An extremely rare soft tissue cancer, synovial sarcoma, deformed the facial features of a young golfer.
Tim, from Michigan, USA, experienced severe jaw pain. After a series of investigations including magnetic resonance imaging (MRI), Tim got a diagnosis of synovial sarcoma. Initially, MRI had shown an egg-sized tumour. He refused surgical intervention as he feared facial disfigurement.
For the following 18 months, he sought non-surgical alternatives. Unfortunately, the synovial sarcoma is resistant to chemotherapy too. Consequently, the tumor grew. It got huge overtime. Therefore, he underwent surgery which excised the malignant mass. However, attempts to reconstruct the face were unfruitful.
The patient said:
“At the end of May 2015 the tumour doubled in size and I had to have a tracheotomy fitted to enable me to breathe and a feeding tube so I could eat because the tumour had invaded the space in my mouth.”
“Heavy doses of radiation caused the tumour to start dying and shrink and parts started to fall off; eventually I got my mouth back and I could eat very thin pieces of food. After the tumour shrank and the radiation treatment was over; I had to wait a few weeks before they could remove the remaining mass.”
“As well as removing part of my face and bone structure, they had removed most of the muscle in my back, they had taken a rib, and they took part of my scapula and part of my shoulder too.’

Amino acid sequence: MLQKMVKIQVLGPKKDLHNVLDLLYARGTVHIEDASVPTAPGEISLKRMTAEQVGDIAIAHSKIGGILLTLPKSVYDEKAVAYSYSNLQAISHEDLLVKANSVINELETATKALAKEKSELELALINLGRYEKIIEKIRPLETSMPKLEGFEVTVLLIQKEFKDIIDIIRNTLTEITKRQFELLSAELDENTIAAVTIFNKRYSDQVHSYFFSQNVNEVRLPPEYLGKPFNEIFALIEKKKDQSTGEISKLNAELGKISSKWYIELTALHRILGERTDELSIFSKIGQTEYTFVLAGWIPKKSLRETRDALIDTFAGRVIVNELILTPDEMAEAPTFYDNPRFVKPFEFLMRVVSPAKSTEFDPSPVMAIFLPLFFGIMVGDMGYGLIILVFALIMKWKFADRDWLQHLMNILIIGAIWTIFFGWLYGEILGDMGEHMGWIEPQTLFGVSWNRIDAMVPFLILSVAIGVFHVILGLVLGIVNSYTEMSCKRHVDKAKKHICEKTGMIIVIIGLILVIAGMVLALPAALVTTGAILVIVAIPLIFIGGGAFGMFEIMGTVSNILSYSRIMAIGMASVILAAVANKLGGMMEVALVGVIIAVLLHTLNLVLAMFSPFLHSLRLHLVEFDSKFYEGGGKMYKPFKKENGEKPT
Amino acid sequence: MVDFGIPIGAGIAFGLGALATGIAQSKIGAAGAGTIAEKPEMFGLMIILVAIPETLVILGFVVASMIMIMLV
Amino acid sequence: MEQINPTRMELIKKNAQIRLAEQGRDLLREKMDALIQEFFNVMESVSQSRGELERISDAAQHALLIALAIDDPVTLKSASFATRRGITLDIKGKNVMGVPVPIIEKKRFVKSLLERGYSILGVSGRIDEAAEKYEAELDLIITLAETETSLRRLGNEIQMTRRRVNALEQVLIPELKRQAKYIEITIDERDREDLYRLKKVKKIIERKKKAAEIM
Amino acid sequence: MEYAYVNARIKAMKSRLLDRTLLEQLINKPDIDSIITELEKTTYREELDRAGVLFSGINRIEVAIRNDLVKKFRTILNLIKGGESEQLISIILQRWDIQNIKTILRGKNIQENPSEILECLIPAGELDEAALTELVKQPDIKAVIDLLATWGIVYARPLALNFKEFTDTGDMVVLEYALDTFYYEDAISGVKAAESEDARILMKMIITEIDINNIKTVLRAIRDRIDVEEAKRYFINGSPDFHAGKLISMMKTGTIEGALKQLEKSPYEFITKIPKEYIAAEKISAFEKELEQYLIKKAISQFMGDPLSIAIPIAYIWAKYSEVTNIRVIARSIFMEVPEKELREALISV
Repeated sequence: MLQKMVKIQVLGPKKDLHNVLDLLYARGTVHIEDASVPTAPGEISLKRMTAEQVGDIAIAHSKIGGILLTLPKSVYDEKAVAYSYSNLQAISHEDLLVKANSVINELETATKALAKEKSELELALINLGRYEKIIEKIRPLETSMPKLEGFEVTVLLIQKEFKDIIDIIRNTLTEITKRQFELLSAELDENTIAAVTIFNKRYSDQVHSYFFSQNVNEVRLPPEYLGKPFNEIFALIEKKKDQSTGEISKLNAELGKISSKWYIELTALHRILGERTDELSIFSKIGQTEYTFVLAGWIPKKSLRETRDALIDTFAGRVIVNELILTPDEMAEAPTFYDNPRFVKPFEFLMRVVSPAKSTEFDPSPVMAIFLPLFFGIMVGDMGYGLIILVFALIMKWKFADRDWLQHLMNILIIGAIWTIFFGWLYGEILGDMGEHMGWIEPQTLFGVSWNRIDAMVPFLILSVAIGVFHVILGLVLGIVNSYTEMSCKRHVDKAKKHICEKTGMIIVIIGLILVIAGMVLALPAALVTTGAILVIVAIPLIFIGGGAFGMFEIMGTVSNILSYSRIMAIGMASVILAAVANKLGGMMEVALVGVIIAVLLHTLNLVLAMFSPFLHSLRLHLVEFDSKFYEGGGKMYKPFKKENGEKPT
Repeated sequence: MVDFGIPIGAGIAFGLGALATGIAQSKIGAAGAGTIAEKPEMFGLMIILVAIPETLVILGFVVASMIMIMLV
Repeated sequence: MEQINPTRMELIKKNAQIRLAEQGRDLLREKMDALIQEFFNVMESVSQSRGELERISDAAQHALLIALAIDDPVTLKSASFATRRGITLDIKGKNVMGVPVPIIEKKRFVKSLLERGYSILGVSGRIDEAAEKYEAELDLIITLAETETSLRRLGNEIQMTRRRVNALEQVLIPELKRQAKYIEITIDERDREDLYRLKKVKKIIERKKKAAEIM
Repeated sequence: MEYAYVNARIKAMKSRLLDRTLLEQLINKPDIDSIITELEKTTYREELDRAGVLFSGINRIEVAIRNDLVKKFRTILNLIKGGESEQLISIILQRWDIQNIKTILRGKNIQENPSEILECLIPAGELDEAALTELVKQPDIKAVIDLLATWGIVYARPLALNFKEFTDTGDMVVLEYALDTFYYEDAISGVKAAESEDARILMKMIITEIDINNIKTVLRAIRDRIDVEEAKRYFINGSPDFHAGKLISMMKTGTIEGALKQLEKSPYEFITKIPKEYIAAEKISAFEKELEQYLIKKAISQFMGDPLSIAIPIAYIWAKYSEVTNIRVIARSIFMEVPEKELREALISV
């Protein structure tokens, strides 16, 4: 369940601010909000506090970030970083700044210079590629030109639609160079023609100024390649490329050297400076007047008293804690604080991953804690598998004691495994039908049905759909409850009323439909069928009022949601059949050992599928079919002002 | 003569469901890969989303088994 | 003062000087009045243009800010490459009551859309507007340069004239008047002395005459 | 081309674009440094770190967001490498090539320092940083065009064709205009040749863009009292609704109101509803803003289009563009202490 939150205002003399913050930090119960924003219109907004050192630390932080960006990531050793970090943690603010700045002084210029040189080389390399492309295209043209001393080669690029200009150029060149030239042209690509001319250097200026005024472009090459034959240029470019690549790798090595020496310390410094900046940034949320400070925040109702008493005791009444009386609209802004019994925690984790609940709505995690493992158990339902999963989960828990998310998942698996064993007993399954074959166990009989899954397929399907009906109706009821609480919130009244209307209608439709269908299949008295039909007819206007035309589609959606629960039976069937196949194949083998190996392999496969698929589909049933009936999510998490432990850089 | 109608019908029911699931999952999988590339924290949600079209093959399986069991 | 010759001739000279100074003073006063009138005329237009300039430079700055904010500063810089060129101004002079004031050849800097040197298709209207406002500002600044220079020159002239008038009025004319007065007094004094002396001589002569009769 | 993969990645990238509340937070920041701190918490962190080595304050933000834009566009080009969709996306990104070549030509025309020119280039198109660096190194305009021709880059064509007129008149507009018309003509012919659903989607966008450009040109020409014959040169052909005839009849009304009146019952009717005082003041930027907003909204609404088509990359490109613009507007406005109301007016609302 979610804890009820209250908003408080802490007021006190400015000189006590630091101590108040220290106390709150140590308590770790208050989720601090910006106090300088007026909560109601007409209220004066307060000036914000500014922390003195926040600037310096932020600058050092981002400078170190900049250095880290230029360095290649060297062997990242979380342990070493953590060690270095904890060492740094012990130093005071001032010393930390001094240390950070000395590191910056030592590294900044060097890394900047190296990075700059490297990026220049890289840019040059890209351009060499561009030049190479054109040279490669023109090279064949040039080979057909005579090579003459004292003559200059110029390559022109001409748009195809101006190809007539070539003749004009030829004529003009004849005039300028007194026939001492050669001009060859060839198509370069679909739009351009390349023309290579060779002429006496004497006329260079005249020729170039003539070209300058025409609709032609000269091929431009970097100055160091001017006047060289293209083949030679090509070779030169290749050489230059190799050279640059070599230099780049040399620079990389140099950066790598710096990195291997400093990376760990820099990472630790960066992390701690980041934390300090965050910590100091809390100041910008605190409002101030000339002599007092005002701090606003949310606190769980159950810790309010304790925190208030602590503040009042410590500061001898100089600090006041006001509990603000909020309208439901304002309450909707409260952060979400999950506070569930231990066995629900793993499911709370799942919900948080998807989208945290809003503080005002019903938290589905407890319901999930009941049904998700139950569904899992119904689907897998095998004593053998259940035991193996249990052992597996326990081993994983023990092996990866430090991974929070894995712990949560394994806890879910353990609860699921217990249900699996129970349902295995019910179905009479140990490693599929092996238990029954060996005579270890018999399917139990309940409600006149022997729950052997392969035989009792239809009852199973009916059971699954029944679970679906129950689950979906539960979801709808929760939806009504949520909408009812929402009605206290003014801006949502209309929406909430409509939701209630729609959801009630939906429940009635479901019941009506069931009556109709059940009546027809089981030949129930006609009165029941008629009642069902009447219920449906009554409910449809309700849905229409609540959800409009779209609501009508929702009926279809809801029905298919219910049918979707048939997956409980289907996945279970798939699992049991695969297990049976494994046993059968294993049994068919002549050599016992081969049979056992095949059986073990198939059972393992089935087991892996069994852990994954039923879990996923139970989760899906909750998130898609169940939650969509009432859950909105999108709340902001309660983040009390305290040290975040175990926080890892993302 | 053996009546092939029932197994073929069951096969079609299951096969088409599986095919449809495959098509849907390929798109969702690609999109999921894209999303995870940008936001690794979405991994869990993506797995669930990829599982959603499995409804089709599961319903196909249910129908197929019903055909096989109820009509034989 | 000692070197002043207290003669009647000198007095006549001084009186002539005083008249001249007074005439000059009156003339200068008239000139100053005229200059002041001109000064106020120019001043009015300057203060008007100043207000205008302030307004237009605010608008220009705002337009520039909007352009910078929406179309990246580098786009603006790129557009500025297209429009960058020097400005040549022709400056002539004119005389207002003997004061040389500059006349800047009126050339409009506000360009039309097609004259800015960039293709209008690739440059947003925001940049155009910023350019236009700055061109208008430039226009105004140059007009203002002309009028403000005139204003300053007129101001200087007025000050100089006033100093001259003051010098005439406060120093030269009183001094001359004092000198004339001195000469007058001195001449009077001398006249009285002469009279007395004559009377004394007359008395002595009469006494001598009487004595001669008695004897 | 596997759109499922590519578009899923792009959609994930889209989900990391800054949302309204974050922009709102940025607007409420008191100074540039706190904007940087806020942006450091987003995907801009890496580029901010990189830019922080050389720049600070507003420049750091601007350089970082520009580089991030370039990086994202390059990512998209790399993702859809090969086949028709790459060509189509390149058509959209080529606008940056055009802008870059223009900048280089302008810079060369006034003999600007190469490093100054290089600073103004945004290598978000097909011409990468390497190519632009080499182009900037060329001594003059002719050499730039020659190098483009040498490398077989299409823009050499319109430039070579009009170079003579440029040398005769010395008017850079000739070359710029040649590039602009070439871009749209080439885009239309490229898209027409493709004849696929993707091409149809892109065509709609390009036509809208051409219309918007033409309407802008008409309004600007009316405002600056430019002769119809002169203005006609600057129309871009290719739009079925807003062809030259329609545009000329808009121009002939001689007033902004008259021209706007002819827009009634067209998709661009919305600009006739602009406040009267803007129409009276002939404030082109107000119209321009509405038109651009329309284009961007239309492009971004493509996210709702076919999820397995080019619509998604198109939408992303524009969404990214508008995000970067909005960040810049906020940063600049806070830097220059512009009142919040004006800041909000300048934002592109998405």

After a year with exposed flesh, Tim sought help from Dr Kongkrit Chaiyaste. He used skin from his leg and forearm to reconstruct the left side of the patient’s face.
“After the operation to remove the tumour I was heartbroken, I didn’t realise that half of my face would be taken away and it wasn’t until I went to Dr Chaiyasate that I start to feel real hope again. I was covered in scars from previous surgeries which limited my options for reconstruction but we went ahead and the outcome has been incredible. He reconstructed my face using skin and muscle from my left leg, left forearm, and a flap from my forehead and skin grafts were used to help the healing process. I currently can’t drink the liquid, eat through my mouth, or pronounce certain words, however, my quality of life has improved massively.”
Tim’s surgery took 30 hours for the extraction of the mass and then reconstruction attempt. He remained in the hospital for almost seven weeks after the surgery.
Dr Chaiyasate will continue with the reconstruction of his face. Subsequently, he, hopefully, will be able to eat, drink, and improve his speech too.